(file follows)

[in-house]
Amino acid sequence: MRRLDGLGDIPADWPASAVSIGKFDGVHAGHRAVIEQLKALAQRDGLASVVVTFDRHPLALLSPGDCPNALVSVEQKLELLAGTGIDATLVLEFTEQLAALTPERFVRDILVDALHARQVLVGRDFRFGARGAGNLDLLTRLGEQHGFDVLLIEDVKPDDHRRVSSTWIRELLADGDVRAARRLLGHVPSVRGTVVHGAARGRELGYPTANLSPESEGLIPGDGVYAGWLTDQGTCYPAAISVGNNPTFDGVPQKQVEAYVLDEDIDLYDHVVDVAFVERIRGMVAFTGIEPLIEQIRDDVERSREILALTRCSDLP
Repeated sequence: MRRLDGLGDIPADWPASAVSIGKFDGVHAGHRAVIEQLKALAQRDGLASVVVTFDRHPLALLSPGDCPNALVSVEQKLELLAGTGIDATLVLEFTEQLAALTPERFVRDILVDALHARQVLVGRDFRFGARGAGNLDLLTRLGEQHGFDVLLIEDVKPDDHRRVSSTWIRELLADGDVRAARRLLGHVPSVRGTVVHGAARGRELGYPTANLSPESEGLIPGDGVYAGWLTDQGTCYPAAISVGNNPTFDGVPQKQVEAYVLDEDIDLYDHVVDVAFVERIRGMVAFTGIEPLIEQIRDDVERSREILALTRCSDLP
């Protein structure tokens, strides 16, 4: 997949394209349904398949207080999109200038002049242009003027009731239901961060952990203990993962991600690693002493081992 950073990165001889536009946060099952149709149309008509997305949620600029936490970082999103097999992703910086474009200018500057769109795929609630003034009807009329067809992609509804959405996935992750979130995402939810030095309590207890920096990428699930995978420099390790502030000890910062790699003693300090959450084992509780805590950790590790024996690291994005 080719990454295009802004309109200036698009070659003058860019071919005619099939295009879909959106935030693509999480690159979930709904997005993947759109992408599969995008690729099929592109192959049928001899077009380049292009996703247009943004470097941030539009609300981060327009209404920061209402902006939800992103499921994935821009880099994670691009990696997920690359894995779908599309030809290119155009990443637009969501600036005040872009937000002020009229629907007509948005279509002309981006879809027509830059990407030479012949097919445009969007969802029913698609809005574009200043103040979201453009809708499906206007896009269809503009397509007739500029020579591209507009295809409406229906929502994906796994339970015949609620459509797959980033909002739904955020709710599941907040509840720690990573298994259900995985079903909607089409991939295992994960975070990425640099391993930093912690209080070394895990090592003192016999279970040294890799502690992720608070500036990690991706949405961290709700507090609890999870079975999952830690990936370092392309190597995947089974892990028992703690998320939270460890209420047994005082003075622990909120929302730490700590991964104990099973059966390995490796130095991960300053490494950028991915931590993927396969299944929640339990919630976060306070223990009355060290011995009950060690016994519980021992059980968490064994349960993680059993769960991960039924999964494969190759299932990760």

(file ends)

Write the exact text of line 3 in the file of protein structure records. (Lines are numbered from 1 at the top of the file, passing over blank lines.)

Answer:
Repeated sequence: MRRLDGLGDIPADWPASAVSIGKFDGVHAGHRAVIEQLKALAQRDGLASVVVTFDRHPLALLSPGDCPNALVSVEQKLELLAGTGIDATLVLEFTEQLAALTPERFVRDILVDALHARQVLVGRDFRFGARGAGNLDLLTRLGEQHGFDVLLIEDVKPDDHRRVSSTWIRELLADGDVRAARRLLGHVPSVRGTVVHGAARGRELGYPTANLSPESEGLIPGDGVYAGWLTDQGTCYPAAISVGNNPTFDGVPQKQVEAYVLDEDIDLYDHVVDVAFVERIRGMVAFTGIEPLIEQIRDDVERSREILALTRCSDLP